As a result, productivity in Indian industry went up in spasmodic phases. Little effort was made by Indian companies to improve their processes to reduce costs, to improve product design and innovate for differentiation. Research and development expenditures by companies grew between 1986 and 1991 by 7.6 per cent and remained at that rate in later years. As a proportion to sales, research and development expenditures were 0.73 per cent in 1986-91, and 0.70 per cent in 1991-95. Cost reduction through product, process and plant improvements were not a priority with most companies. Nor was there much effort at bold new product innovations. No wonder that margins have been under pressure.

The variations in sales tax rates between states, the high rates in some states, the entry tax or octroi in some important cities, the cascading of taxation at each point of processing and purchase, create massive opportunities for evasion and avoidance. Record keeping and procedures give considerable scope for harassment and corruption. These particularly hurt consumer products that have many more taxable transactions. Reservation for small-scale units is a competitive disadvantage since there are tax concessions available to them. The removal of quantitative restrictions on consumer products, even though customs duties remain high, has opened floodgates to imports that at times are excuses for selling smuggled products free of taxes. The application of various domestic laws to these products is many times not uniform.

The import of extremely low-priced products from China created panic for a while among domestic manufacturers. These products had reduced costs and prices by offering products obviously inferior to the higher priced ones sold in India. A pencil battery retailing for Rs 2 gave less life than ones selling for much higher prices made in India. Such low-value products do have a place in the Indian market. They are affordable and the consumer knows that they are not of the composition and quality of much higher priced products. But they enable satisfaction of the aspiration to consume of those who would not otherwise be able to.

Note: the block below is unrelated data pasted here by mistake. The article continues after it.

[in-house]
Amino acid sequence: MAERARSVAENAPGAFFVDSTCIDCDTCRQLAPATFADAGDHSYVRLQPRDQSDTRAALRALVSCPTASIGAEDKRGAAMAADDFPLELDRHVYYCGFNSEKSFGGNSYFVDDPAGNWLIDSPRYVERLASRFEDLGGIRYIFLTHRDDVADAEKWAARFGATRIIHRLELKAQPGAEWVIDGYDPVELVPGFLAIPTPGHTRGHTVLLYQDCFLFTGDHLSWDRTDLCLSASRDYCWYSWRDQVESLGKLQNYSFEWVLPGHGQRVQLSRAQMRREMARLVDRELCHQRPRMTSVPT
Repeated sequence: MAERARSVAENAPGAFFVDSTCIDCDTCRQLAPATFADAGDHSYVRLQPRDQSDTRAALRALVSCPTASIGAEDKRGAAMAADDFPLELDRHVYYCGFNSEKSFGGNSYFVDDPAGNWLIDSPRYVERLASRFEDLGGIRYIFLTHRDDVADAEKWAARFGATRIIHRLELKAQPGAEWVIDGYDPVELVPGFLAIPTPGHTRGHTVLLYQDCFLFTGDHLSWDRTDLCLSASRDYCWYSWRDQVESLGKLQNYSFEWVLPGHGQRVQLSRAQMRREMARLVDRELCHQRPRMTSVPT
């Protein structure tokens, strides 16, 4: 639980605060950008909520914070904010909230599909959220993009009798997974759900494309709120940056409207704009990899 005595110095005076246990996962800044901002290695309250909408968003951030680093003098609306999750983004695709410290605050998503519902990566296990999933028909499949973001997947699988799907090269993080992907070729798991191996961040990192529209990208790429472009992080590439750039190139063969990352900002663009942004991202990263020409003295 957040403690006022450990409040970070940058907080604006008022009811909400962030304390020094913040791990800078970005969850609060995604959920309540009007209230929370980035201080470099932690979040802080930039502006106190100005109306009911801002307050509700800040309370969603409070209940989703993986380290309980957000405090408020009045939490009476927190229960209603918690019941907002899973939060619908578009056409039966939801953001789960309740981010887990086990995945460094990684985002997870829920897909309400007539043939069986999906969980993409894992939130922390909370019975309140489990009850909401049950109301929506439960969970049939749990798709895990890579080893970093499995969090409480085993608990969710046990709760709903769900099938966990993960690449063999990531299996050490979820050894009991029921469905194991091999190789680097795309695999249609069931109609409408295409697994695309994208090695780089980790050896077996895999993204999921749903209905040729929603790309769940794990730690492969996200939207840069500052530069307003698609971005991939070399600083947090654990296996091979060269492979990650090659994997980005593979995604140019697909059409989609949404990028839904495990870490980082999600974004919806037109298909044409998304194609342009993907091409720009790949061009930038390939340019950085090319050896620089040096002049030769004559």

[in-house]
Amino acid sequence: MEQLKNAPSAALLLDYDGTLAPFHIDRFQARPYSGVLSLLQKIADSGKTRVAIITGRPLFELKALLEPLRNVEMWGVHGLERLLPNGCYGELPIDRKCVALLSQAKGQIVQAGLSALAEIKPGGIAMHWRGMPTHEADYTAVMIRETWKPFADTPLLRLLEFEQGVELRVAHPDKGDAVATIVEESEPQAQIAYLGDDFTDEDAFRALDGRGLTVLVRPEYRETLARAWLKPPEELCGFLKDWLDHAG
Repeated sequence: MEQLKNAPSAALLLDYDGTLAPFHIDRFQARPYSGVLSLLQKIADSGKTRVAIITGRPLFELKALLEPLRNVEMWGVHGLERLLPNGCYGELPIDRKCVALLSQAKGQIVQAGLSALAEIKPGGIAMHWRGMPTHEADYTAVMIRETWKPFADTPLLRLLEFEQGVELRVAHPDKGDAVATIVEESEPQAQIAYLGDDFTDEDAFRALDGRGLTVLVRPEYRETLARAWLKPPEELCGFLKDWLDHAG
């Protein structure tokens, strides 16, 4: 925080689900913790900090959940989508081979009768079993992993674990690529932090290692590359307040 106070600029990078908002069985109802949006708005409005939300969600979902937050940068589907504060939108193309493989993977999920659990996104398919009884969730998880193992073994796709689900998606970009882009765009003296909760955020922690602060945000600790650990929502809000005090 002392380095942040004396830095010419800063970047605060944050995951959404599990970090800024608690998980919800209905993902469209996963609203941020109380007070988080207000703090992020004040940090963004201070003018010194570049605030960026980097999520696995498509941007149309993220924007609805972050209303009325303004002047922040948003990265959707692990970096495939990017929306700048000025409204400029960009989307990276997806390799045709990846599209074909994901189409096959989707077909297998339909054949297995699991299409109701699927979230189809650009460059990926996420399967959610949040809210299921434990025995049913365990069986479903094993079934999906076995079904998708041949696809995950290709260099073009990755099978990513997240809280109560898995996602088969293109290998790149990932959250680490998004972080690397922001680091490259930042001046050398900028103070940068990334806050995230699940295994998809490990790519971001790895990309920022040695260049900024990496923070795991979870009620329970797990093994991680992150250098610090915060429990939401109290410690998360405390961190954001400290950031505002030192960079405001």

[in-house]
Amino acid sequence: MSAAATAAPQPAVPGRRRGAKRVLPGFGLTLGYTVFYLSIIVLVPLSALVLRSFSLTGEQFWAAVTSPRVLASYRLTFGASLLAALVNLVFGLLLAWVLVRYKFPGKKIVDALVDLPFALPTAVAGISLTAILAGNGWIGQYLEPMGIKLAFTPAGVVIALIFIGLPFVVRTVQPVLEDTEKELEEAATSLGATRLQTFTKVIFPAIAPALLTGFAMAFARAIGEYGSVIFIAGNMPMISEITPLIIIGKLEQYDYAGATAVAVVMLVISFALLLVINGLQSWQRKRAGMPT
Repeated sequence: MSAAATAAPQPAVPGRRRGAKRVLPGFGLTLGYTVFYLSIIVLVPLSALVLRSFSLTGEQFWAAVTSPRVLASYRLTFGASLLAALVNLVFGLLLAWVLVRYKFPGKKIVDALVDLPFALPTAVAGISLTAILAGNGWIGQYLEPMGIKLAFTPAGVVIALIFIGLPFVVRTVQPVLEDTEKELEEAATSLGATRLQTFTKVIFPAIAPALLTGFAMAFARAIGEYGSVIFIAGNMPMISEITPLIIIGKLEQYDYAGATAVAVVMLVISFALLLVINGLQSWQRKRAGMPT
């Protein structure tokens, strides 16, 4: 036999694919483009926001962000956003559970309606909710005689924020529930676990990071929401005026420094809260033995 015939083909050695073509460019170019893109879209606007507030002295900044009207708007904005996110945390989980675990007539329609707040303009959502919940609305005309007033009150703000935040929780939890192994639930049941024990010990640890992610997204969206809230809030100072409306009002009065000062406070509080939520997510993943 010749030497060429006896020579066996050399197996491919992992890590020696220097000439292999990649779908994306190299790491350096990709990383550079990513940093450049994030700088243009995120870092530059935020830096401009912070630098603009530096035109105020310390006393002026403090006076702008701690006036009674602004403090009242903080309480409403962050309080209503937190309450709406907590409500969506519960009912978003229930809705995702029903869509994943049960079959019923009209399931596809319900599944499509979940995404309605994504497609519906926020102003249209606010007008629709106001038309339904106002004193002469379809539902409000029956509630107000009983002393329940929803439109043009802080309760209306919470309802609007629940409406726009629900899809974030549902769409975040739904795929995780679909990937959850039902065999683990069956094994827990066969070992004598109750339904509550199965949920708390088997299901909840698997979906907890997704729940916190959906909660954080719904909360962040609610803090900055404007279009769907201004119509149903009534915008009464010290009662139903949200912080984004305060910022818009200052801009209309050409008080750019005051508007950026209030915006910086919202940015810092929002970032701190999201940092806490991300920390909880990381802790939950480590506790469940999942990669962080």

Our manufacturers are brought up on the principle that you offer the consumer the best product and with the most frills. Price is not believed to be a constraint. While this may be true for households with high disposable incomes, it is not true for the majority of the Indian market, especially those I have categorized in defining the pyramid Indian market structure as destitute, aspirants and climbers. These are the huge potential mass markets and will over time graduate to higher quality and higher priced products. There are serious marketing challenges here. They need to be tackled.

The mindset of Indian companies was formed by over forty years of industrial licensing which limited production capacities. In addition there was the influence of multinational companies that brought their mindset that value was more important than price, and that product features would attract consumers more than low prices. This has limited application in markets in which prospective consumers in the mass market have severe limitations on the price they can pay per unit. Capacity limitations made premium products the appropriate response.

We find it difficult to consciously reduce features, and even value in products, so as to give the mass-market consumer what he can afford, even if it does not have the features and the life of more expensive alternative offerings.

There is also a churning going on among brands. The competition to take away shares from the leaders is fierce. What may be new since the mid-Nineties is the greater willingness of consumers to switch, and to do so more often. The consumer in India may be recognizing that what most brands offer in functionality is not very different from one another, and therefore they are willing to try another brand, especially when there is a tempting promotional offer.

However, consumer durables have been able to reverse the trend because of sound brand building, product redesign, cost reduction programmes, well-thought out pricing, special promotions and expanding reach into markets. Non-durable consumer goods have been at this for longer and enjoy higher levels of penetration into socio economic classes as well as into rural India. Even among fast moving consumer goods there are brands that have bucked the trend towards slowing down. Extending reach, intensifying usage and a strong brand identity are key factors leading to such success.